Are some theme park guests too big to ride rollercoasters safely?
For obvious reasons, rollercoaster seat harnesses and straps must fit snugly over riders. That's a problem for riders who are too tall, too broad, or just plain too large to squeeze into the seats and safety equipment.
Increasingly, though, adjustments are being made to rollercoasters so that riders of all size can enjoy the thrills. The UK's Daily Mail reports that Thorpe Park, in Surrey, is adding larger seats to its Nemesis Inferno ride, and it plans to introduce seats and harnesses specially designed to accommodate larger guests on other rides as well. Thorpe Park's Mike Vallis told the newspaper:
"The reality is that we are super-sizing - and that's a fact we're embracing. Why shouldn't people be comfortable when they are enjoying a day out with their friends or family?"
The supersizing of coasters may have made news, but it's not necessarily new. Many rollercoasters in the U.S., in fact, already make special accommodations so that the obese and oversized can ride.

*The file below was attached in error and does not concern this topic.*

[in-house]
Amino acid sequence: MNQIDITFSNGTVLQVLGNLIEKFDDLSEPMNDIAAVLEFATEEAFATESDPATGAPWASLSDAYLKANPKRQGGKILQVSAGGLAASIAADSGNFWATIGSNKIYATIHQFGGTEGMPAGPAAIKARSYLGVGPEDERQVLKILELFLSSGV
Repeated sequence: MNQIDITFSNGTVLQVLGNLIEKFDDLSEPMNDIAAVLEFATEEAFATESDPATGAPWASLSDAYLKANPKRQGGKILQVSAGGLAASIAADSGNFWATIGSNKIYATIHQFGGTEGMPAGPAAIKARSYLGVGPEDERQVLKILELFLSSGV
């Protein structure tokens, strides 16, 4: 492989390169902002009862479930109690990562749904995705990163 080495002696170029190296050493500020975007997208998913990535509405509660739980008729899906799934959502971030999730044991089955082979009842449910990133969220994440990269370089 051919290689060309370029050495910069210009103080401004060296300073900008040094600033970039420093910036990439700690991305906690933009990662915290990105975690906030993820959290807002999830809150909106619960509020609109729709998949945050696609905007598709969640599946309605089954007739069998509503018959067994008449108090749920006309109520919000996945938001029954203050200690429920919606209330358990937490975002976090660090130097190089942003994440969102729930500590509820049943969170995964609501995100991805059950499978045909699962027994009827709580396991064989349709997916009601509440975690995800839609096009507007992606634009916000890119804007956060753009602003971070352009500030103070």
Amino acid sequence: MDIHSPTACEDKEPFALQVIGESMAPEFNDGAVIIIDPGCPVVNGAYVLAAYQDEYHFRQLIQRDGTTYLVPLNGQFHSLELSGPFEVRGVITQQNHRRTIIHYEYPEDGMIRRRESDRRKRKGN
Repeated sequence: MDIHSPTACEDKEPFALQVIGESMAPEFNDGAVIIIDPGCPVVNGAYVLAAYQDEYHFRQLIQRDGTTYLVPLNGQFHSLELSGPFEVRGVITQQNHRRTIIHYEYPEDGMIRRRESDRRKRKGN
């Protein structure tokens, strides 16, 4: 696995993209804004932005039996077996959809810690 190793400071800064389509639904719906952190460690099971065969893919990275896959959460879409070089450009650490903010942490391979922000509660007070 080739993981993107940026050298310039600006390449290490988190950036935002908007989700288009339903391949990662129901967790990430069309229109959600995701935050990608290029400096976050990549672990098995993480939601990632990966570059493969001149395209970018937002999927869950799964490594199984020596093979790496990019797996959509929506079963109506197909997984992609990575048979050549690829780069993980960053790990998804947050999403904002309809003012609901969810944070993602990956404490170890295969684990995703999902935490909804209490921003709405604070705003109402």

Robert Niles, who edits Theme Park Insider and wrote "Confessions of a Disney Cast Member" for Budget Travel, tells USA Today that most roller coasters built in recent years have been designed to somehow allow overweight guests to ride safely and comfortably:
"Every new coaster I've seen in the past several years either has special seats or rows for larger riders, or extension options so that the restraints can hold larger riders."
This is only smart business: If a large portion of the public is banned from many of a theme park's best rides, fewer people will bother paying the price of admission.
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